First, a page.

The newspapers are full of stories about politicians frantically searching for a way to prevent foreclosures and dramatic declines in the price of houses across the United States. The thinking seems to be that high house prices are good for the economy. Maybe they are good for the banks and Wall Street firms who lent money on the theory that a crummy 100-year-old wooden house was worth $1 million. It is tough to see how high house prices are good for the economy as a whole and for job growth.
Suppose that I want to employ a woman who supports a family of four in California, Boston, or New York City. I have to pay her enough that she can afford to buy or rent a three-bedroom place to live. If that three-bedroom place costs $1 or $2 million, I will have to pay her quite a lot of money simply so that she can survive. I might find that a worker in Guadalajara, Bangalore, or Shanghai could do the job for less than half the salary and yet live quite comfortably. The next time that I get a big tax break from the Federales, therefore, I invest it in a new office somewhere that has a reasonable cost of housing and therefore a reasonable cost of labor.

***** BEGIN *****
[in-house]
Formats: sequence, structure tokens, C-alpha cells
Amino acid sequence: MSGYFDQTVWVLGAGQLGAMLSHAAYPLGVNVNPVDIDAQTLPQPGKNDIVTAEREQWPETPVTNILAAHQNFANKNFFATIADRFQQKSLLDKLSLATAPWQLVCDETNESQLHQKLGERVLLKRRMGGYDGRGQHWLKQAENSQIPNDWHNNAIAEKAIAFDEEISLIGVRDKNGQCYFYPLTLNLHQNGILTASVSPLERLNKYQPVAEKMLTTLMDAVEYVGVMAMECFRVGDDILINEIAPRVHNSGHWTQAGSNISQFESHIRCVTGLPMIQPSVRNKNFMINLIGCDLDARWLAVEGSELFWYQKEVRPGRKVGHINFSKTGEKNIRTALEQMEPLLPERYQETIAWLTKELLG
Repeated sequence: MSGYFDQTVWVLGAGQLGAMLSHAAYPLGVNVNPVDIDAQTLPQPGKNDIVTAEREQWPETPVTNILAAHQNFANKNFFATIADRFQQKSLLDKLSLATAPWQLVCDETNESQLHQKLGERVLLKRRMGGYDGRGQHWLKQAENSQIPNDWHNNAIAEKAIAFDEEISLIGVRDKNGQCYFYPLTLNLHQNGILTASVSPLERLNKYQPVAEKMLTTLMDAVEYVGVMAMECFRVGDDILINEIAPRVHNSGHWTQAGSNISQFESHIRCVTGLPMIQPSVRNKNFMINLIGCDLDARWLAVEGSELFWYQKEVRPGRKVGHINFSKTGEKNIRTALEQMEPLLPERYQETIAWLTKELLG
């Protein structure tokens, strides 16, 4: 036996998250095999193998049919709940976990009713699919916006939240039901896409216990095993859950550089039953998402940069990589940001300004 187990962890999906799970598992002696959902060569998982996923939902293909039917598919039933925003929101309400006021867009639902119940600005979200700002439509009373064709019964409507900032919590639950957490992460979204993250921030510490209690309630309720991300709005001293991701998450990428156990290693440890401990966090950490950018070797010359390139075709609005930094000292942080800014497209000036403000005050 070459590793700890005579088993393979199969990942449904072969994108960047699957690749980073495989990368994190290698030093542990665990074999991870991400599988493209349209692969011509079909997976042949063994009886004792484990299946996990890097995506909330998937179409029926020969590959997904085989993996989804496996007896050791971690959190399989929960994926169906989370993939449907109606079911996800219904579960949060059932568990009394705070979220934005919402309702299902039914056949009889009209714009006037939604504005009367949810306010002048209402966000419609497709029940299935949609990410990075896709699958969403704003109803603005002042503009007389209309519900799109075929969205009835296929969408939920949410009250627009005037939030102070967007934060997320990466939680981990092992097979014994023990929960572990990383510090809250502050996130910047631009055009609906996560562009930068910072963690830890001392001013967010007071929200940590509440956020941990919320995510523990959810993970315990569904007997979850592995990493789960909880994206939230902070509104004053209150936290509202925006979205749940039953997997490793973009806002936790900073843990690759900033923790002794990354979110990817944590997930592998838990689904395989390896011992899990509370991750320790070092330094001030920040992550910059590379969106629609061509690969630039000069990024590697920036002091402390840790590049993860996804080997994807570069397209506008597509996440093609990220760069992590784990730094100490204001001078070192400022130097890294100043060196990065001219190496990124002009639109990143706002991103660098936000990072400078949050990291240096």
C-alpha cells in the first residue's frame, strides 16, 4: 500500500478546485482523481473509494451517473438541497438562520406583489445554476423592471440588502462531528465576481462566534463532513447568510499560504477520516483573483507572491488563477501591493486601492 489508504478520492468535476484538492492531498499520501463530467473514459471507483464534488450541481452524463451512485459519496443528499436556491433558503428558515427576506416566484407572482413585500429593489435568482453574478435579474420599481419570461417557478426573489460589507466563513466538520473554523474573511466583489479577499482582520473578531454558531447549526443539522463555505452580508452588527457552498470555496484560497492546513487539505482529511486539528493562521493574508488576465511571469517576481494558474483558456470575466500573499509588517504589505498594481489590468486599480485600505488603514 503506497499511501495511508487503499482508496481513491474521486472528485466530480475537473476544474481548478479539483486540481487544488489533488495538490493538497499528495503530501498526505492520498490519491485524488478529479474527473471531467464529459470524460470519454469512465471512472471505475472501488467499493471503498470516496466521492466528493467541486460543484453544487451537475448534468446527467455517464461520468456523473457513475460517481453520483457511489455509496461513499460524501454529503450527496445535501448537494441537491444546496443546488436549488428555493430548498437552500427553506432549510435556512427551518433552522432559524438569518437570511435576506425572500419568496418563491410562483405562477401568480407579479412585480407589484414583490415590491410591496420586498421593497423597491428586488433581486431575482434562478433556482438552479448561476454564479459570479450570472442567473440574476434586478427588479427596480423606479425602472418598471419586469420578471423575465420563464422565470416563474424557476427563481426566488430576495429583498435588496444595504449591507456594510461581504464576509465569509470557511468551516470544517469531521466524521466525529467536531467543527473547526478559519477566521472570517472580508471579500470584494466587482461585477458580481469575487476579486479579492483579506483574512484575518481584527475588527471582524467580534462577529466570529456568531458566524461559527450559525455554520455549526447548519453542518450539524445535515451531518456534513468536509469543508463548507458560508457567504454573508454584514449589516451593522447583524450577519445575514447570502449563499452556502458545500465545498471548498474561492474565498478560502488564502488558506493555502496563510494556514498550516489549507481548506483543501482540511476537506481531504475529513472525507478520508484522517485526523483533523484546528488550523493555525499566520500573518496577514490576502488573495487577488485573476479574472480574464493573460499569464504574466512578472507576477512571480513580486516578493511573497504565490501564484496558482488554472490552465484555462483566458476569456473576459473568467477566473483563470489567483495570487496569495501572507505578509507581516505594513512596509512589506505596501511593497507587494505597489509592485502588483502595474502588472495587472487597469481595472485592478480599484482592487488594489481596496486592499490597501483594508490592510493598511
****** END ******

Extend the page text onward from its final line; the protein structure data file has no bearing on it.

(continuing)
We spent most of our investment capital over the last ten years building huge and luxurious houses. Americans were by far the best-housed people in the world before, but now many of us are truly living like kings. Does this help our international competitiveness? Does an employer care that we can go home to a 6,000 square foot McMansion and watch a 60″ TV in our media room? I don’t see why the employer would care. In fact, an employer would probably prefer that his workers be housed in sufficiently squalid conditions that employees were encouraged to linger in the office. Certainly the employer doesn’t want to have to pay a worker extra just so that he or she can afford to pay rent or mortgage in an artificially inflated housing market.
Reporters and pundits are saying that government intervention in the housing market is inevitable. As we hand out tax dollars to ensure that $1 million houses are still priced at $1 million, let’s not forget to hand out some more tax dollars to employers as an incentive for them to keep hiring Americans who need to pay a $70,000 per year mortgage.